2. Red Band Trailer for The Sitter: While I don’t normally gravitate towards the raunchiest of jokes, the red band trailer has one thing on the green band one for The Sitter, a Jonah Hill intro. Not only is the opening amusing courtesy of a group of foulmouthed kids, but it shows off Hill’s impressive slim new look. By the time this intro comes to an end, you’re genuinely excited to see the trailer and it certainly doesn’t disappoint. In perfect correlation with the opening segment, the red band trailer of The Sitter is packed with the dirtiest of jokes and a group of kids getting in on the action. Hill appears to make the perfect leading man and his new responsibilities, a nice variety of supporting characters. Forget the fact that this trailer boasts a bunch of amusing jokes; its greatest success is creating a world that looks like a blast to hang out in. Now that’s what makes you want to come back for more.

3. Contagion TV Spots: It’s tough enough to make a positive impact with a two minute, 30 second trailer; shave two minutes off that runtime and toss the ad in the middle of a group of maybe 10 other commercials at a time when a viewer would rather take a bathroom break and a TV spot’s got some stiff competition. They have to be short and sweet, but, more importantly, bold enough to make an impact. There’s nothing that catches my attention on TV quicker than a sound mimicking that of the Emergency Alert System. As it makes for the perfect plot companion, the creators for these Contagion TV spots smartly put that startling tune to use. But, of course, the pieces can’t rely on audio alone and, prior to the eerie sound, the spots do a stellar job at plowing through the film’s plot, making use of the fact that it’s inherently intriguing, and tossing in the handful of famous names to make for an excellent fast-paced promo that’s not only guaranteed to catch your attention, but stick with you, too.


Demotions

The Adventures of Tintin Poster

1. The Adventures of Tintin Poster: Yes, there are Tintin fans out there, but for the rest of us, the draw is what should be some stellar animation. When so much is riding on your visuals, delivering a sloppy Photoshop jumble like this is just unacceptable. The first poster featured a near-silhouette of our hero with a tame shot of the Unicorn in the background. Not only did it set a beautiful tone, but the image itself was a work of art. The second poster made use of the same format, but took away from the aesthetic to amp up the commercialism by throwing a burning plane, boat and some camels in the background. It works, but it’s nothing you’d hang on your wall. This latest design, however, is just a total disaster. There are floating heads galore, the plains aren’t uniform in the least and the animation looks cartoonist as compared to the material in the trailer.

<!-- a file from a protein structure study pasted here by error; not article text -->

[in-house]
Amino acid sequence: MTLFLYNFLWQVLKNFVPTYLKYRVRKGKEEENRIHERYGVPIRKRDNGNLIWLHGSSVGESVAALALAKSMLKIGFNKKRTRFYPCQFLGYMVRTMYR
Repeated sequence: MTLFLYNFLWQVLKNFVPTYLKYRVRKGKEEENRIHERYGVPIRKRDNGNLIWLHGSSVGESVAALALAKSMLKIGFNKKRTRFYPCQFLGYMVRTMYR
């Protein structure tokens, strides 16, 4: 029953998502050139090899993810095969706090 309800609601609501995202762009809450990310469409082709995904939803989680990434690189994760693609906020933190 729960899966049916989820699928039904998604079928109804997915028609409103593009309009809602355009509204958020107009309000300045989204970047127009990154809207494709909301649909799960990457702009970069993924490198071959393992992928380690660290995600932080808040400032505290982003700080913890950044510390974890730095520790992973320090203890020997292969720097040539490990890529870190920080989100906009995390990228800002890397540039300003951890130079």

Killing Bono Poster

2. International Poster for Killing Bono: What is with all the lame Photoshop work this week? The new international poster for Killing Bono does make an attempt at avoiding suffering from floating head syndrome, but slapping faces on a t-shirt turns out to be a false cure. Why is there a poster within this poster? Either go for the design on the t-shirt or scratch the four faces and simply label the shirt “Killing Bono.” In fact, the latter idea would have made for a more effective design. For anyone without a clue of the film’s source material, the t-shirt concept takes away from the only element that could potentially hint at what the piece is about, a rocker brandishing a gun. Posters may not be able to say anything per se, but if you let the appropriate elements breathe there’s certainly an opportunity to get the point across.

3. Clip for Apollo 18: Wait. A clip? What clip? It’s one thing to debut a lackluster clip of a film, but it’s another to call a video a clip and it just be a trailer. Really, the only thing that makes this a “clip” and not a trailer is the fact that it’s missing the MPAA graphic, otherwise, it’s basically pieces from the first two unsatisfying trailers shuffled up a bit. Oddly enough, even thought the promotional campaign for Apollo 18 has been a bit subpar, I was excited to get the chance to finally check out the film’s first clip. Well, fool me once, shame on you. It’s going to take quite a bit to raise some enthusiasm for this one, now more than ever.